In simple terms, if you work in Spain and thus contribute to social security, the new tax will represent 0.6 percent of your monthly salary.

However, of this 0.6 percent your employer will pay 0.5 percent and you will only pay the other 0.1 percent.

READ ALSO: Spain’s over 65s exceed 20 percent of the population for the first time

To give an example: say you’re employed in Spain and have a gross salary of €2,000 a month; 0.6 percent of €2,000 equals €12, of which your employer pays €10 (0.5 percent) and you would pay €2 per month (0.1 percent).

How much will the MEI tax be for self-employed workers in Spain?

What about if you’re self-employed a don’t earn a fixed monthly wage?

Autónomos will also have to pay this new tax, and trade unions estimate that the average monthly payment for self-employed workers will be around €5 per month.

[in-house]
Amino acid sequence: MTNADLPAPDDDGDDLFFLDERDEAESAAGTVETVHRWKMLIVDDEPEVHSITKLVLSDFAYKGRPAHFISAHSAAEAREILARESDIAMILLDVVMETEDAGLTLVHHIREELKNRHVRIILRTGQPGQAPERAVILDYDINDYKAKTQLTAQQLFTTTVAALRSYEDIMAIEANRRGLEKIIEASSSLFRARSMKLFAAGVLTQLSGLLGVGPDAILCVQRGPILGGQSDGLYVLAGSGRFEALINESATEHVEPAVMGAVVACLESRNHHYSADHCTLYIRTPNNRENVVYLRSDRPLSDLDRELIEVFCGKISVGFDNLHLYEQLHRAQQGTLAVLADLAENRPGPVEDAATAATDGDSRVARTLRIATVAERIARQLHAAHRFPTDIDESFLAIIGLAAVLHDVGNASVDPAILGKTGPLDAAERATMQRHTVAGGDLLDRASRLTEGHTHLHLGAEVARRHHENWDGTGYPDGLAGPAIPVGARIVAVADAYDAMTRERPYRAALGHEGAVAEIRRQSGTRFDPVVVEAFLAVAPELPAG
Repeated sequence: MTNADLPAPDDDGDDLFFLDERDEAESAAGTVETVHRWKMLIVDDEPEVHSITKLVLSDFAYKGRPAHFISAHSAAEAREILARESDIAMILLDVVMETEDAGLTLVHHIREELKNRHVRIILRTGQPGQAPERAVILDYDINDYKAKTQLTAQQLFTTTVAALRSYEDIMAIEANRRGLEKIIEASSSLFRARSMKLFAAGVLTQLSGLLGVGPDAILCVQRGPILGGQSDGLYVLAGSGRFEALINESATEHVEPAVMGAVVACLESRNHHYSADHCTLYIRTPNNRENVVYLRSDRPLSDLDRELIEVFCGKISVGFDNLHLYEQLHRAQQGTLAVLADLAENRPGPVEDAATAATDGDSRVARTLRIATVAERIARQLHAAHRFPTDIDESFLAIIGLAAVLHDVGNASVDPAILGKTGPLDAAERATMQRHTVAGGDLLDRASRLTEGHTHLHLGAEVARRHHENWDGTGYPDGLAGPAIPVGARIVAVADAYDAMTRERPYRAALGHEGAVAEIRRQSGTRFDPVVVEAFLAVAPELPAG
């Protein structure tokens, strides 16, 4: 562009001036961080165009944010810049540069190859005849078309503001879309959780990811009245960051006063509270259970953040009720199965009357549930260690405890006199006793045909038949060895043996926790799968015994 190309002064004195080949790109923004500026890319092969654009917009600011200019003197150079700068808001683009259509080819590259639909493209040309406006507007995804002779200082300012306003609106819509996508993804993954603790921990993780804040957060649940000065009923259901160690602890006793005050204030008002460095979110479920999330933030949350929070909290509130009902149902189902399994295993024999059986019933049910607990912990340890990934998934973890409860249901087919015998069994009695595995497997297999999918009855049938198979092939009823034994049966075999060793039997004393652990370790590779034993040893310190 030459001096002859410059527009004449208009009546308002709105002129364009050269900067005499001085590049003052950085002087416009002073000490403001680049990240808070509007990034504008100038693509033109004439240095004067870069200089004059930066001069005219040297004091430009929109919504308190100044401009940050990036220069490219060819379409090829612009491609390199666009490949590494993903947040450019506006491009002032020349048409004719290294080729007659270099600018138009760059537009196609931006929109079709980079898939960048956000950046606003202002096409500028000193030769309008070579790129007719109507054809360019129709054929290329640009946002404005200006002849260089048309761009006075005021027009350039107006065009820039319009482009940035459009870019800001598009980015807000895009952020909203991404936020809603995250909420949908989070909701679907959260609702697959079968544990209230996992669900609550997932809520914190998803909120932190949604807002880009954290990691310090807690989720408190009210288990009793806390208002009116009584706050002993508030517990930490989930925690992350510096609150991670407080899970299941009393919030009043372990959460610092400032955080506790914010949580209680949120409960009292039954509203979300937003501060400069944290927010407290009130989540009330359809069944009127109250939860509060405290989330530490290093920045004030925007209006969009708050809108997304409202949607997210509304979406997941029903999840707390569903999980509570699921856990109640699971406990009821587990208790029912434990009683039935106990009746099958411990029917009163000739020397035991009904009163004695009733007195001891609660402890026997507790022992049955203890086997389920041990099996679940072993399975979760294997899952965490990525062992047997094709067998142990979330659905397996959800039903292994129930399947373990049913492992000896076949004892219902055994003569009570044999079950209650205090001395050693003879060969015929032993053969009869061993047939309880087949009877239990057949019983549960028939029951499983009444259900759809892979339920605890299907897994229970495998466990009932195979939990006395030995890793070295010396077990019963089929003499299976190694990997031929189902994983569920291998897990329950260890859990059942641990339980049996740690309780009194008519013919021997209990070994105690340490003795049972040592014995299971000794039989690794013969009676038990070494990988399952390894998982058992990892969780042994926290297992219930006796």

It is unclear exactly self-employed workers will pay the tax – whether on their quarterly tax return or in the monthly autónomo fee – but Spanish media reports seem to suggest it will most likely be tacked on to the monthly fee.

READ ALSO: Self-employed in Spain: Do I have to register and pay tax if I earn below minimum wage?

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For members

TAXES

Spain’s deputy PM proposes freezing mortgage rates

Yolanda Díaz, Spain's Deputy Prime Minister and Labour Minister, has called for a freeze on variable mortgage rates amid news that Spain's biggest banks have enjoyed a bumper year of record profits.

Spain's deputy PM proposes freezing mortgage rates